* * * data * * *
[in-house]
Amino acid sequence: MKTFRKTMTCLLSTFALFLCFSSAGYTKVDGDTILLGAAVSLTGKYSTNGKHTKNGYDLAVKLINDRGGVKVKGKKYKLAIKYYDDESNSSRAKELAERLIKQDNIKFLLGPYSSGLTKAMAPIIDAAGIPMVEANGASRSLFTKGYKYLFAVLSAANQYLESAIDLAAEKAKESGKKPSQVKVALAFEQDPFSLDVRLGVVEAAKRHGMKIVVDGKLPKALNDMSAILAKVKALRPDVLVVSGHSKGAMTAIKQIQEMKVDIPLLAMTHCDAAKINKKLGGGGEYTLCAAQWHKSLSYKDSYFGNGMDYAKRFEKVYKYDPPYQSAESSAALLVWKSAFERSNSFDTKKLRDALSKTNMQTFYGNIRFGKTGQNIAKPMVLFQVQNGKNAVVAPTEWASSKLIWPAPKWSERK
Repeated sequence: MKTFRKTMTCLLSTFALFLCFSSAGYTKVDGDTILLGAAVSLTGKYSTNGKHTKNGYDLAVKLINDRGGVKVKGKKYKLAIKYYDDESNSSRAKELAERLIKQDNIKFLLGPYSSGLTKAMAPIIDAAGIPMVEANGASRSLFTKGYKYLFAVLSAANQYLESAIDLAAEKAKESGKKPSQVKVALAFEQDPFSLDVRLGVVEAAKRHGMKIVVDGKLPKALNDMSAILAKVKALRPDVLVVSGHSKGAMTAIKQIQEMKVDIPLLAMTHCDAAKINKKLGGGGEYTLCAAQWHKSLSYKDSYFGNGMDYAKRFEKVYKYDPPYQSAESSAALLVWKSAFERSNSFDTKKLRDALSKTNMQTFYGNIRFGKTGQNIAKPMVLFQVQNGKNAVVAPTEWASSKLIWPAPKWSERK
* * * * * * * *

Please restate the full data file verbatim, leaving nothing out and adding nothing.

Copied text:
[in-house]
Amino acid sequence: MKTFRKTMTCLLSTFALFLCFSSAGYTKVDGDTILLGAAVSLTGKYSTNGKHTKNGYDLAVKLINDRGGVKVKGKKYKLAIKYYDDESNSSRAKELAERLIKQDNIKFLLGPYSSGLTKAMAPIIDAAGIPMVEANGASRSLFTKGYKYLFAVLSAANQYLESAIDLAAEKAKESGKKPSQVKVALAFEQDPFSLDVRLGVVEAAKRHGMKIVVDGKLPKALNDMSAILAKVKALRPDVLVVSGHSKGAMTAIKQIQEMKVDIPLLAMTHCDAAKINKKLGGGGEYTLCAAQWHKSLSYKDSYFGNGMDYAKRFEKVYKYDPPYQSAESSAALLVWKSAFERSNSFDTKKLRDALSKTNMQTFYGNIRFGKTGQNIAKPMVLFQVQNGKNAVVAPTEWASSKLIWPAPKWSERK
Repeated sequence: MKTFRKTMTCLLSTFALFLCFSSAGYTKVDGDTILLGAAVSLTGKYSTNGKHTKNGYDLAVKLINDRGGVKVKGKKYKLAIKYYDDESNSSRAKELAERLIKQDNIKFLLGPYSSGLTKAMAPIIDAAGIPMVEANGASRSLFTKGYKYLFAVLSAANQYLESAIDLAAEKAKESGKKPSQVKVALAFEQDPFSLDVRLGVVEAAKRHGMKIVVDGKLPKALNDMSAILAKVKALRPDVLVVSGHSKGAMTAIKQIQEMKVDIPLLAMTHCDAAKINKKLGGGGEYTLCAAQWHKSLSYKDSYFGNGMDYAKRFEKVYKYDPPYQSAESSAALLVWKSAFERSNSFDTKKLRDALSKTNMQTFYGNIRFGKTGQNIAKPMVLFQVQNGKNAVVAPTEWASSKLIWPAPKWSERK